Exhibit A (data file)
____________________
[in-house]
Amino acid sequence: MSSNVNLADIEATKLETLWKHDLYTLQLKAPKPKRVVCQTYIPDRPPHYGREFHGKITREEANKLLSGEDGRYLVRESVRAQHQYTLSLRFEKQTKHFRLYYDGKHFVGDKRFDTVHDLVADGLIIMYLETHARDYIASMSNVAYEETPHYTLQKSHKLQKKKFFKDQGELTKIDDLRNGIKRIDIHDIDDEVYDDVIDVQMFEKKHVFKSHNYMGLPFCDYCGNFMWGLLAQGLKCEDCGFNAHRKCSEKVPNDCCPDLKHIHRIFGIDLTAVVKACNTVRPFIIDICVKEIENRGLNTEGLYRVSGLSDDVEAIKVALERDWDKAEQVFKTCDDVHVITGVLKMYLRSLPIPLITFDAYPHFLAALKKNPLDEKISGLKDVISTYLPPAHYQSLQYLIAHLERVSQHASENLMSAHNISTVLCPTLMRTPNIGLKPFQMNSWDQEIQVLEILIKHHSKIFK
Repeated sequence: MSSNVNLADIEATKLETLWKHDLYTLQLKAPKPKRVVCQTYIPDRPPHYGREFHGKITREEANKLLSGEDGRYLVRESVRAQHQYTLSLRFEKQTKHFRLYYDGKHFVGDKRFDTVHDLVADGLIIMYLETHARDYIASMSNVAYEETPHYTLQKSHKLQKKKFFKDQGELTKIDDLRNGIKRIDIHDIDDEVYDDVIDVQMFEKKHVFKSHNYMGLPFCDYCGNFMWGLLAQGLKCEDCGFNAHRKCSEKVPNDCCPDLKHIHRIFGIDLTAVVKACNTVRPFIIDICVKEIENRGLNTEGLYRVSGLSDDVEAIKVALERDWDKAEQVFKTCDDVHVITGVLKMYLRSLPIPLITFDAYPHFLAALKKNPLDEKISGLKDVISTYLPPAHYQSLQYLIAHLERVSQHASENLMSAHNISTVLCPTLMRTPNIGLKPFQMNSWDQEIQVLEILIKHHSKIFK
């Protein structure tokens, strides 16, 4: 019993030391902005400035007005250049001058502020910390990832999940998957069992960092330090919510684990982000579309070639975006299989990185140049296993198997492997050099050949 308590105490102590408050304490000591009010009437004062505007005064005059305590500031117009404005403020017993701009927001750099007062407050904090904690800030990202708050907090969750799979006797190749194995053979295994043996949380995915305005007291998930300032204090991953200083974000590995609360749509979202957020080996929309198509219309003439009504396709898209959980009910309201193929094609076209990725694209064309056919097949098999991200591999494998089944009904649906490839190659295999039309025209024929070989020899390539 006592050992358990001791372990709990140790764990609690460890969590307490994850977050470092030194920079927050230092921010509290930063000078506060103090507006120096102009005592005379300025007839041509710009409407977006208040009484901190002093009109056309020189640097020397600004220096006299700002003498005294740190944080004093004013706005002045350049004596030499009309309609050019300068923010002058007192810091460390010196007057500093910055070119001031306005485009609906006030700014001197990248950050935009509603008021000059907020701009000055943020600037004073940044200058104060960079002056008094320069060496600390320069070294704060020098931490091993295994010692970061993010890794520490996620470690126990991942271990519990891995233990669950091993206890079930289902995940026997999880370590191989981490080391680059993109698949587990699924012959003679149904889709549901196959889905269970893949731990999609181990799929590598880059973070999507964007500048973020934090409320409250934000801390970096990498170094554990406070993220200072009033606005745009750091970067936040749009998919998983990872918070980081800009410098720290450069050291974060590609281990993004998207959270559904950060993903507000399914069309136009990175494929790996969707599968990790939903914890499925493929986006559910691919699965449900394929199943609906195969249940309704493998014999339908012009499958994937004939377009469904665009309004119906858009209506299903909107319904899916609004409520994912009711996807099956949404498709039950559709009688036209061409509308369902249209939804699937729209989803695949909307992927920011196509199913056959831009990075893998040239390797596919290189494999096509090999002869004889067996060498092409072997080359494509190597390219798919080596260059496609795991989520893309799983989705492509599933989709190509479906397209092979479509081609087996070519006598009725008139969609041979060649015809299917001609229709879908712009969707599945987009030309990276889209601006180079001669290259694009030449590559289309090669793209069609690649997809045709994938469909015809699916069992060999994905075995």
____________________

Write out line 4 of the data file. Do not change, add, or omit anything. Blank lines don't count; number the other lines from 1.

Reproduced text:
């Protein structure tokens, strides 16, 4: 019993030391902005400035007005250049001058502020910390990832999940998957069992960092330090919510684990982000579309070639975006299989990185140049296993198997492997050099050949 308590105490102590408050304490000591009010009437004062505007005064005059305590500031117009404005403020017993701009927001750099007062407050904090904690800030990202708050907090969750799979006797190749194995053979295994043996949380995915305005007291998930300032204090991953200083974000590995609360749509979202957020080996929309198509219309003439009504396709898209959980009910309201193929094609076209990725694209064309056919097949098999991200591999494998089944009904649906490839190659295999039309025209024929070989020899390539 006592050992358990001791372990709990140790764990609690460890969590307490994850977050470092030194920079927050230092921010509290930063000078506060103090507006120096102009005592005379300025007839041509710009409407977006208040009484901190002093009109056309020189640097020397600004220096006299700002003498005294740190944080004093004013706005002045350049004596030499009309309609050019300068923010002058007192810091460390010196007057500093910055070119001031306005485009609906006030700014001197990248950050935009509603008021000059907020701009000055943020600037004073940044200058104060960079002056008094320069060496600390320069070294704060020098931490091993295994010692970061993010890794520490996620470690126990991942271990519990891995233990669950091993206890079930289902995940026997999880370590191989981490080391680059993109698949587990699924012959003679149904889709549901196959889905269970893949731990999609181990799929590598880059973070999507964007500048973020934090409320409250934000801390970096990498170094554990406070993220200072009033606005745009750091970067936040749009998919998983990872918070980081800009410098720290450069050291974060590609281990993004998207959270559904950060993903507000399914069309136009990175494929790996969707599968990790939903914890499925493929986006559910691919699965449900394929199943609906195969249940309704493998014999339908012009499958994937004939377009469904665009309004119906858009209506299903909107319904899916609004409520994912009711996807099956949404498709039950559709009688036209061409509308369902249209939804699937729209989803695949909307992927920011196509199913056959831009990075893998040239390797596919290189494999096509090999002869004889067996060498092409072997080359494509190597390219798919080596260059496609795991989520893309799983989705492509599933989709190509479906397209092979479509081609087996070519006598009725008139969609041979060649015809299917001609229709879908712009969707599945987009030309990276889209601006180079001669290259694009030449590559289309090669793209069609690649997809045709994938469909015809699916069992060999994905075995």